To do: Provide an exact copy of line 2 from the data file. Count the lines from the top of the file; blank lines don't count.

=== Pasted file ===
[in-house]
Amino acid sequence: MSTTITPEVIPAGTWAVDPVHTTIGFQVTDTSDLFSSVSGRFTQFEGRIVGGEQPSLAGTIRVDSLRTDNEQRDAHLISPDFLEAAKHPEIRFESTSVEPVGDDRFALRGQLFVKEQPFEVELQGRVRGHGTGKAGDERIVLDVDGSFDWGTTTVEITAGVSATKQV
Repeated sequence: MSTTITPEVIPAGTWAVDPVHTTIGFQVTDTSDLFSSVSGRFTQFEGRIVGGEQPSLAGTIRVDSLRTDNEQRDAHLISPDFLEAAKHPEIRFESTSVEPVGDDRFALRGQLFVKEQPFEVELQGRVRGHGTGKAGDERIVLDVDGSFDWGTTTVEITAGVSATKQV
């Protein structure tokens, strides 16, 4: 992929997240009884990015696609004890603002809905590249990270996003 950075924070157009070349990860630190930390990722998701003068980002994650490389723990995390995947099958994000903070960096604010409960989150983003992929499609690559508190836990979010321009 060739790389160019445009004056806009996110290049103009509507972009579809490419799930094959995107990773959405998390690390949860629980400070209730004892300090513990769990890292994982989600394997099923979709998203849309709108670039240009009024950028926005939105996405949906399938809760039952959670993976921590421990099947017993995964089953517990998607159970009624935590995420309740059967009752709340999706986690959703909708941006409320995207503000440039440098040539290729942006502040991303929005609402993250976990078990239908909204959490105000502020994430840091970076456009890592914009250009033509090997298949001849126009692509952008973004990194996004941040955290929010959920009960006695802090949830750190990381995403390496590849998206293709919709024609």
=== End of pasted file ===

Amino acid sequence: MSTTITPEVIPAGTWAVDPVHTTIGFQVTDTSDLFSSVSGRFTQFEGRIVGGEQPSLAGTIRVDSLRTDNEQRDAHLISPDFLEAAKHPEIRFESTSVEPVGDDRFALRGQLFVKEQPFEVELQGRVRGHGTGKAGDERIVLDVDGSFDWGTTTVEITAGVSATKQV